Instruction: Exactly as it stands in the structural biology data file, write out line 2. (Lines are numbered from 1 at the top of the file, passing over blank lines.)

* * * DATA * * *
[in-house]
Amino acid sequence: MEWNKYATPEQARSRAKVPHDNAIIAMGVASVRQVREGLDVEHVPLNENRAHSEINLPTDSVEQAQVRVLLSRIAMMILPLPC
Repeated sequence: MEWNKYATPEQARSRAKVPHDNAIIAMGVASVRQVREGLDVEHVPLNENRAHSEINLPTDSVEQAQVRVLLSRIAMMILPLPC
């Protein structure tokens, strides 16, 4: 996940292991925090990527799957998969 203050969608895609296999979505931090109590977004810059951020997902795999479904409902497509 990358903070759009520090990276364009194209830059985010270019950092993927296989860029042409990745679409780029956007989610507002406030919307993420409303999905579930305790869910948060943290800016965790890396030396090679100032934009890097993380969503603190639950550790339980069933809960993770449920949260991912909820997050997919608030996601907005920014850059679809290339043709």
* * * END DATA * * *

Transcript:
Amino acid sequence: MEWNKYATPEQARSRAKVPHDNAIIAMGVASVRQVREGLDVEHVPLNENRAHSEINLPTDSVEQAQVRVLLSRIAMMILPLPC